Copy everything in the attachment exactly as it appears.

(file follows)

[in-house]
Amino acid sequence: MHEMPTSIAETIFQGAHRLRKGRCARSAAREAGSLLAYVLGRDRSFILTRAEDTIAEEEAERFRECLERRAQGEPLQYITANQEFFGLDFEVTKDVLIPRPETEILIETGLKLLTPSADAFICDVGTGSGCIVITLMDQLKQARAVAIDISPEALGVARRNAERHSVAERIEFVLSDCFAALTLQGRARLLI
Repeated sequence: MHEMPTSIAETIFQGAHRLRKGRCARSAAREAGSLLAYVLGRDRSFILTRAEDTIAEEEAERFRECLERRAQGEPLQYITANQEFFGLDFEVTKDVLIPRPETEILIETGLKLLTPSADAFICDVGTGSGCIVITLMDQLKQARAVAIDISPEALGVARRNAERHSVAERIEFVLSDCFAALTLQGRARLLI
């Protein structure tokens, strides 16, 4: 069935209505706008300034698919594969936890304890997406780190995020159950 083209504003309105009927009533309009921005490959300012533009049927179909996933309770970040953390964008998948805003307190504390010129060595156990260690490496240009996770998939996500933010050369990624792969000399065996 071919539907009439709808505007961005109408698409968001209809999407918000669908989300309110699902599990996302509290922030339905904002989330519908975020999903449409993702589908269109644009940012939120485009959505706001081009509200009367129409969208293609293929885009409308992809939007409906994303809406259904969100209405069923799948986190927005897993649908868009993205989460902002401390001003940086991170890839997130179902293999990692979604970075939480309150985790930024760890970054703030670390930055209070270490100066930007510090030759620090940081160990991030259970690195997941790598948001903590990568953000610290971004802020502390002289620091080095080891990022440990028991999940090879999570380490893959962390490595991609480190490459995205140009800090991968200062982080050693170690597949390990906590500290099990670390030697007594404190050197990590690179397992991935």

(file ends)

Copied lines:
[in-house]
Amino acid sequence: MHEMPTSIAETIFQGAHRLRKGRCARSAAREAGSLLAYVLGRDRSFILTRAEDTIAEEEAERFRECLERRAQGEPLQYITANQEFFGLDFEVTKDVLIPRPETEILIETGLKLLTPSADAFICDVGTGSGCIVITLMDQLKQARAVAIDISPEALGVARRNAERHSVAERIEFVLSDCFAALTLQGRARLLI
Repeated sequence: MHEMPTSIAETIFQGAHRLRKGRCARSAAREAGSLLAYVLGRDRSFILTRAEDTIAEEEAERFRECLERRAQGEPLQYITANQEFFGLDFEVTKDVLIPRPETEILIETGLKLLTPSADAFICDVGTGSGCIVITLMDQLKQARAVAIDISPEALGVARRNAERHSVAERIEFVLSDCFAALTLQGRARLLI
């Protein structure tokens, strides 16, 4: 069935209505706008300034698919594969936890304890997406780190995020159950 083209504003309105009927009533309009921005490959300012533009049927179909996933309770970040953390964008998948805003307190504390010129060595156990260690490496240009996770998939996500933010050369990624792969000399065996 071919539907009439709808505007961005109408698409968001209809999407918000669908989300309110699902599990996302509290922030339905904002989330519908975020999903449409993702589908269109644009940012939120485009959505706001081009509200009367129409969208293609293929885009409308992809939007409906994303809406259904969100209405069923799948986190927005897993649908868009993205989460902002401390001003940086991170890839997130179902293999990692979604970075939480309150985790930024760890970054703030670390930055209070270490100066930007510090030759620090940081160990991030259970690195997941790598948001903590990568953000610290971004802020502390002289620091080095080891990022440990028991999940090879999570380490893959962390490595991609480190490459995205140009800090991968200062982080050693170690597949390990906590500290099990670390030697007594404190050197990590690179397992991935």